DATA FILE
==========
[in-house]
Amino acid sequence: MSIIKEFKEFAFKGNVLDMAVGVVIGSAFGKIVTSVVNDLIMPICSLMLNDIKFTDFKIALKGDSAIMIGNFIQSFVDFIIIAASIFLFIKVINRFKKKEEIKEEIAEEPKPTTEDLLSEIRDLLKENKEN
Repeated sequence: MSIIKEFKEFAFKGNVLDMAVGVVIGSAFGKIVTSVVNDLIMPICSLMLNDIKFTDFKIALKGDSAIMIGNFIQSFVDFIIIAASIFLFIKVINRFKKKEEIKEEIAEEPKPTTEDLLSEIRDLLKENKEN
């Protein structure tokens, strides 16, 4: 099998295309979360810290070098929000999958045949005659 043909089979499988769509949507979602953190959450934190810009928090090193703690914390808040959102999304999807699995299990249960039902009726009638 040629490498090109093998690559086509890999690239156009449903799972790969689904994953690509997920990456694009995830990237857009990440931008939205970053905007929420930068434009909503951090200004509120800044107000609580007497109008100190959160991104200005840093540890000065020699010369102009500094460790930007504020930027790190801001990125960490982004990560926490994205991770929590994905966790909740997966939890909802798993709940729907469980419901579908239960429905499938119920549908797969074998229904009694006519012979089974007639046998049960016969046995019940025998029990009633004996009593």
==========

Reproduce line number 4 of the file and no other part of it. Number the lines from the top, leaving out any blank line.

């Protein structure tokens, strides 16, 4: 099998295309979360810290070098929000999958045949005659 043909089979499988769509949507979602953190959450934190810009928090090193703690914390808040959102999304999807699995299990249960039902009726009638 040629490498090109093998690559086509890999690239156009449903799972790969689904994953690509997920990456694009995830990237857009990440931008939205970053905007929420930068434009909503951090200004509120800044107000609580007497109008100190959160991104200005840093540890000065020699010369102009500094460790930007504020930027790190801001990125960490982004990560926490994205991770929590994905966790909740997966939890909802798993709940729907469980419901579908239960429905499938119920549908797969074998229904009694006519012979089974007639046998049960016969046995019940025998029990009633004996009593």